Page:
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  •  The EvO:R-Pedia Musicians Tips Section


    Welcome to the EvO:R Tips Section. We call this section EvO:R-Pedia because it is like a complete reference library for Indie musicians...Just about every tip has been used so you won't find false promises and a series of books to buy after reading each tip. This section was put here by musicians so that people that followed can take this knowledge and use it's power.



    The Magic of Microphones
    By Roberto Luz

    Though it's rapidly becoming something of a lost art, the selection and use of good quality microphones will never be completely abandoned as long as there are acoustic instruments and human voices to be recorded. Even with the newer totally electronic styles basic microphone techniques are still an important part of the lives of most studio technicians. Sampling, for example; some of the most creative samplists around do almost all of their work with a portable DAT machine and good quality mic. And, of course, if you're going to use any kind of vocals other than sampled ones, you're likely to find yourself in need of a reasonable mic and some knowledge of how to set it up. Since there is an unbreakable link between the sound you hear and the final sound that ends up on your CD, the importance of microphone design cannot be overstated. Anyone working in a studio needs to understand microphone technology and have a reasonable knowledge of the range of the mics that are currently available. There's nothing particularly complex about mic technology and, even though there is an endless range of models available from each manufacturer, for most practical purposes these break down into three or four basic types, with perhaps four different types of pickup responses - and this last characteristic is the one we'll look at first.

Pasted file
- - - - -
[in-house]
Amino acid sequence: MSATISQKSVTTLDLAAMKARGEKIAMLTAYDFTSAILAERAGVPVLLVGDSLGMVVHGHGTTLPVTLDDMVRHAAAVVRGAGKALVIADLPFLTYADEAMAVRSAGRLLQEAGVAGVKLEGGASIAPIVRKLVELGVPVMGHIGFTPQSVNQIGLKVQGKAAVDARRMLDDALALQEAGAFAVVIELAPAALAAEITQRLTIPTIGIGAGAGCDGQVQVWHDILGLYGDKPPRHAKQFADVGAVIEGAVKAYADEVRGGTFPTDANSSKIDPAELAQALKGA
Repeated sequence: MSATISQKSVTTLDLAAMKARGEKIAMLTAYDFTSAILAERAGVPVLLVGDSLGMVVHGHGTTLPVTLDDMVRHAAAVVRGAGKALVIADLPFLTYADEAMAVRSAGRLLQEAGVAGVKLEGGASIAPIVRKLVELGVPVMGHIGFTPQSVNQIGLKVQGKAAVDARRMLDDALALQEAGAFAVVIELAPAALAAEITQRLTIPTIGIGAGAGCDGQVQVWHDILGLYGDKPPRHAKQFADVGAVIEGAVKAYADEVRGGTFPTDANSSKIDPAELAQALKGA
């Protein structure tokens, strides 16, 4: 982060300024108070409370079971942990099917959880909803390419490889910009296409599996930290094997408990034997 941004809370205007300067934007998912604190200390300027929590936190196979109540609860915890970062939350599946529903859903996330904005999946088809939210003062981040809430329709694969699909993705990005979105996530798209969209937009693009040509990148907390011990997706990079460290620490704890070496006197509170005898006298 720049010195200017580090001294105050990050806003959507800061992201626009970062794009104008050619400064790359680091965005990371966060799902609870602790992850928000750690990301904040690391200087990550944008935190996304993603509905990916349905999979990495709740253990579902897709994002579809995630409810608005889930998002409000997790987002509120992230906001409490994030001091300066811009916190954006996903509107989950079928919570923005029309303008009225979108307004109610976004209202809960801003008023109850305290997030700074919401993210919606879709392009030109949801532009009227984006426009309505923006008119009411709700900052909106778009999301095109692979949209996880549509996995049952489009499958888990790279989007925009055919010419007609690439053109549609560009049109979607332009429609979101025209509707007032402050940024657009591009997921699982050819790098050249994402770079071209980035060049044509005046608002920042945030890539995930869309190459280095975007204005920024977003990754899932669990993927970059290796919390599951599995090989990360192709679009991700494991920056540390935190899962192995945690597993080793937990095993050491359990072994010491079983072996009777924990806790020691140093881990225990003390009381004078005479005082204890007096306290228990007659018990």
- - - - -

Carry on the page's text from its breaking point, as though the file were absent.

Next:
• Pickup types